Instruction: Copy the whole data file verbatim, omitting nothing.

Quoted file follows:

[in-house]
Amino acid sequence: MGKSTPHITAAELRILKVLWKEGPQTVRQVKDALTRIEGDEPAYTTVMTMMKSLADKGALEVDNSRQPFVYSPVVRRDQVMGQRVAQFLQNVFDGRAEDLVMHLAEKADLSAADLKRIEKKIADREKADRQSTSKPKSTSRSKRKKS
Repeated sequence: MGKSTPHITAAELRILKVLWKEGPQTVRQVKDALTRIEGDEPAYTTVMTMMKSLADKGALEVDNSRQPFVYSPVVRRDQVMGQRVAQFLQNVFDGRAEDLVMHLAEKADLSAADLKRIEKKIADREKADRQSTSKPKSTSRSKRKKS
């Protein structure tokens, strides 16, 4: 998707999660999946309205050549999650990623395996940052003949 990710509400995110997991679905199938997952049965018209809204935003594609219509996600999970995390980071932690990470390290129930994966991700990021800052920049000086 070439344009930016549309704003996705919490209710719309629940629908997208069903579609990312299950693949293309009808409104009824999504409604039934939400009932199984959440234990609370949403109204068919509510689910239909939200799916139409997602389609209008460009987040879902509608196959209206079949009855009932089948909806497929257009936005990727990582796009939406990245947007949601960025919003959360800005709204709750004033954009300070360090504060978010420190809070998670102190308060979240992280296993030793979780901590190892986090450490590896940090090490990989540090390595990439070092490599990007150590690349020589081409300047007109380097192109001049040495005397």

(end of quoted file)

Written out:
[in-house]
Amino acid sequence: MGKSTPHITAAELRILKVLWKEGPQTVRQVKDALTRIEGDEPAYTTVMTMMKSLADKGALEVDNSRQPFVYSPVVRRDQVMGQRVAQFLQNVFDGRAEDLVMHLAEKADLSAADLKRIEKKIADREKADRQSTSKPKSTSRSKRKKS
Repeated sequence: MGKSTPHITAAELRILKVLWKEGPQTVRQVKDALTRIEGDEPAYTTVMTMMKSLADKGALEVDNSRQPFVYSPVVRRDQVMGQRVAQFLQNVFDGRAEDLVMHLAEKADLSAADLKRIEKKIADREKADRQSTSKPKSTSRSKRKKS
């Protein structure tokens, strides 16, 4: 998707999660999946309205050549999650990623395996940052003949 990710509400995110997991679905199938997952049965018209809204935003594609219509996600999970995390980071932690990470390290129930994966991700990021800052920049000086 070439344009930016549309704003996705919490209710719309629940629908997208069903579609990312299950693949293309009808409104009824999504409604039934939400009932199984959440234990609370949403109204068919509510689910239909939200799916139409997602389609209008460009987040879902509608196959209206079949009855009932089948909806497929257009936005990727990582796009939406990245947007949601960025919003959360800005709204709750004033954009300070360090504060978010420190809070998670102190308060979240992280296993030793979780901590190892986090450490590896940090090490990989540090390595990439070092490599990007150590690349020589081409300047007109380097192109001049040495005397």